July 2019
Volume 60, Issue 9
Open Access
ARVO Annual Meeting Abstract  |   July 2019
Characterization of primary cilia in mouse retina during retinal development
Author Affiliations & Notes
  • ke ning
    Department of Ophthalmology, Stanford University, PALO ALTO, California, United States
  • Tia Kowal
    Department of Ophthalmology, Stanford University, PALO ALTO, California, United States
  • Kun-Che Chang
    Department of Ophthalmology, Stanford University, PALO ALTO, California, United States
  • Jorge Antonio Alvarado
    Department of Ophthalmology, Stanford University, PALO ALTO, California, United States
  • Ruwan Amila Silva
    Department of Ophthalmology, Stanford University, PALO ALTO, California, United States
  • Alexander Kreymerman
    Department of Ophthalmology, Stanford University, PALO ALTO, California, United States
  • Vinit B Mahajan
    Department of Ophthalmology, Stanford University, PALO ALTO, California, United States
  • Yang Hu
    Department of Ophthalmology, Stanford University, PALO ALTO, California, United States
  • Yang Sun
    Department of Ophthalmology, Stanford University, PALO ALTO, California, United States
    Palo Alto VA medical center, California, United States
  • Footnotes
    Commercial Relationships   ke ning, None; Tia Kowal, None; Kun-Che Chang, None; Jorge Alvarado, None; Ruwan Silva, None; Alexander Kreymerman, None; Vinit Mahajan, None; Yang Hu, None; Yang Sun, None
  • Footnotes
    Support  This work was supported by NIH/NEI K08-EY022058 (Y.S.), R01-EY025295 (Y.S.), VA merit CX001298 (Y.S.), Ziegler Foundation for the Blind (Y.S.), Showalter Foundation (Y.S.), Children’s Health Research Institute Award (Y.S.). Research for Prevention of Blindness Unrestricted grant (Stanford Ophthalmology), American Glaucoma Society (Y.S.), Lowe syndrome association (Y.S.), and Knights Templar Eye Foundation (Y.S.). P30 Vision Center grant to Stanford Ophthalmology department. Y.S. is a Laurie Kraus Lacob Faculty Scholar in Pediatric Translational Medicine. R01-EY-023295 (Y.H.) R01-EY024932 (Y.H.)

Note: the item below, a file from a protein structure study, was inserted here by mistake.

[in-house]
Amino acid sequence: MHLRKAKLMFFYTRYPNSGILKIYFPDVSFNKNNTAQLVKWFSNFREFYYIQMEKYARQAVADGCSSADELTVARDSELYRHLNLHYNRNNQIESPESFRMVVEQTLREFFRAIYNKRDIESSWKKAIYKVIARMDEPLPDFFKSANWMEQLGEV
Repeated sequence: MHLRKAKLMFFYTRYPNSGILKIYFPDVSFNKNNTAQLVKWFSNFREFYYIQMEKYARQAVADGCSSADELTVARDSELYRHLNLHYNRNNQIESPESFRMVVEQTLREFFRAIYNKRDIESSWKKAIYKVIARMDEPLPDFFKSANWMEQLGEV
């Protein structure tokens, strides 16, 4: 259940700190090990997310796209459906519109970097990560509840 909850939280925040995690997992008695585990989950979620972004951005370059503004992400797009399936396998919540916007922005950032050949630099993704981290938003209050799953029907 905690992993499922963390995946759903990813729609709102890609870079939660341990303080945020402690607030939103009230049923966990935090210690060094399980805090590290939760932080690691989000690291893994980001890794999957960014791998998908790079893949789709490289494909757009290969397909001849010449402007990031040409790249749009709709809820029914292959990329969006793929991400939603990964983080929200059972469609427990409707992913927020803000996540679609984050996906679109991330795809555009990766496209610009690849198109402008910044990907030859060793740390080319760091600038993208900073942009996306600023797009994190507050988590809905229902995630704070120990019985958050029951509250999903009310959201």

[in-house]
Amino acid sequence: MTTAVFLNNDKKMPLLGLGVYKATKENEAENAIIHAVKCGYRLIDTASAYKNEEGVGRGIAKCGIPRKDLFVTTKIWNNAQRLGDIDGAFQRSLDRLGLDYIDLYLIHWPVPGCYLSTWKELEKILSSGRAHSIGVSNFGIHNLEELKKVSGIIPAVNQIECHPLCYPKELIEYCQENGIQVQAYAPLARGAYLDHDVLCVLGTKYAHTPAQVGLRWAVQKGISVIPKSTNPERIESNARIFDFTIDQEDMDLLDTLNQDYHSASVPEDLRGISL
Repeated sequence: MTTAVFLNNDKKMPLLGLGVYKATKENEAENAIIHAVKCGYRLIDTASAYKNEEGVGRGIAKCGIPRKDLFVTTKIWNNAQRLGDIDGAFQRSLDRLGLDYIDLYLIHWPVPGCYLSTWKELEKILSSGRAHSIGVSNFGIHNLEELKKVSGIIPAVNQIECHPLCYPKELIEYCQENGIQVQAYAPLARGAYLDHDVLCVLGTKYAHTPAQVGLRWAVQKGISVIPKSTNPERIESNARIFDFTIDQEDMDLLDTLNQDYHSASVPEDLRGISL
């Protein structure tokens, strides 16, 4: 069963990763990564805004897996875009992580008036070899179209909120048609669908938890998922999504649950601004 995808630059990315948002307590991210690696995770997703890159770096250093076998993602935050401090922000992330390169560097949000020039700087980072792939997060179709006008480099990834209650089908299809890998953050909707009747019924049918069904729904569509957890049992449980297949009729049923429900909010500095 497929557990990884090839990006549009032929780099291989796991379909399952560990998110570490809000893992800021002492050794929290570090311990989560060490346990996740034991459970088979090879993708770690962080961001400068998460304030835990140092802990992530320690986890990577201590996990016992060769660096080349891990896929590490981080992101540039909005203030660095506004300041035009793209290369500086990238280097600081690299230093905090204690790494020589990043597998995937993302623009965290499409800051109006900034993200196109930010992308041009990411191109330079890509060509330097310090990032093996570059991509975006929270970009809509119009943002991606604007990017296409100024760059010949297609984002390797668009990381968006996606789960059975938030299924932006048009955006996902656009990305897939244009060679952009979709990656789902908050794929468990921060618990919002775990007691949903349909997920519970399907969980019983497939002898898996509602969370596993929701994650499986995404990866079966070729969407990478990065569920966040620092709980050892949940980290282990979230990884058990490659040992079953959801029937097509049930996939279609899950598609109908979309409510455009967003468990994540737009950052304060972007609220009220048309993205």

Investigative Ophthalmology & Visual Science July 2019, Vol.60, 6051. doi:https://doi.org/
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      ke ning, Tia Kowal, Kun-Che Chang, Jorge Antonio Alvarado, Ruwan Amila Silva, Alexander Kreymerman, Vinit B Mahajan, Yang Hu, Yang Sun; Characterization of primary cilia in mouse retina during retinal development. Invest. Ophthalmol. Vis. Sci. 2019;60(9):6051. doi: https://doi.org/.

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      © ARVO (1962-2015); The Authors (2016-present)

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Abstract

Purpose : Primary cilia are hair-like organelles that extend from the apical surface of most mammalian cells. Defects in primary cilia in the eye cause ciliopathies, including renal disease, cerebral anomalies and retinitis pigmentosa. Currently, it is well-known that the connecting cilium in rod and cone photoreceptors contribute to phototransduction. However, the role of cilia in non-photoreceptors in the retina remains unknown. The purpose of this study is to describe the distribution of primary cilia in other layers of retina in mouse and human during development.

Methods : In this study, eyes were collected from the different developmental stages in Centrin2-GFP::Arl13b-mCherry transgenic mice, wildtype CD1 mice and C57BL/6J mice to study the distribution of primary cilia in vivo. Retinal sections were stained using Pax6, Sox9, and Chx10 antibodies to determine the fraction of ciliated cells that express these markers. In addition, wildtype CD1 and C57BL/6J mice eyes were used for whole mount of retinal pigment epithelium (RPE) and stained with ZO-1 and Arl13b. Whole mounts of RPE of normal human and AMD patient tissue were performed using a modified iDISCO protocol.

Results : In mouse RPE, primary cilia assembly and disassembly were found to be dynamically regulated during development. In neural retina, we found cilia initially localized in the inner neuroblastic layer at P0 age. By P7, ciliated cells were noted in the outer part of the INL and limited to the inner side of the INL of adult retinas. Further analysis identified most ciliated cells in neuronal retina as Pax6-positive (amacrine marker) at adult age. In human eyes, primary cilia were detected in adult wholemount RPE. Shorter primary cilia of the RPE were found in AMD patient tissue as compared with normal human (n=50, p value<0.05, student t-test).

Conclusions : We showed a novel distribution of primary cilia in non-photoreceptor cells in the retina and RPE in human and mice. These findings highlight possible roles primary cilia could play in retinal development and diseases.

This abstract was presented at the 2019 ARVO Annual Meeting, held in Vancouver, Canada, April 28 - May 2, 2019.

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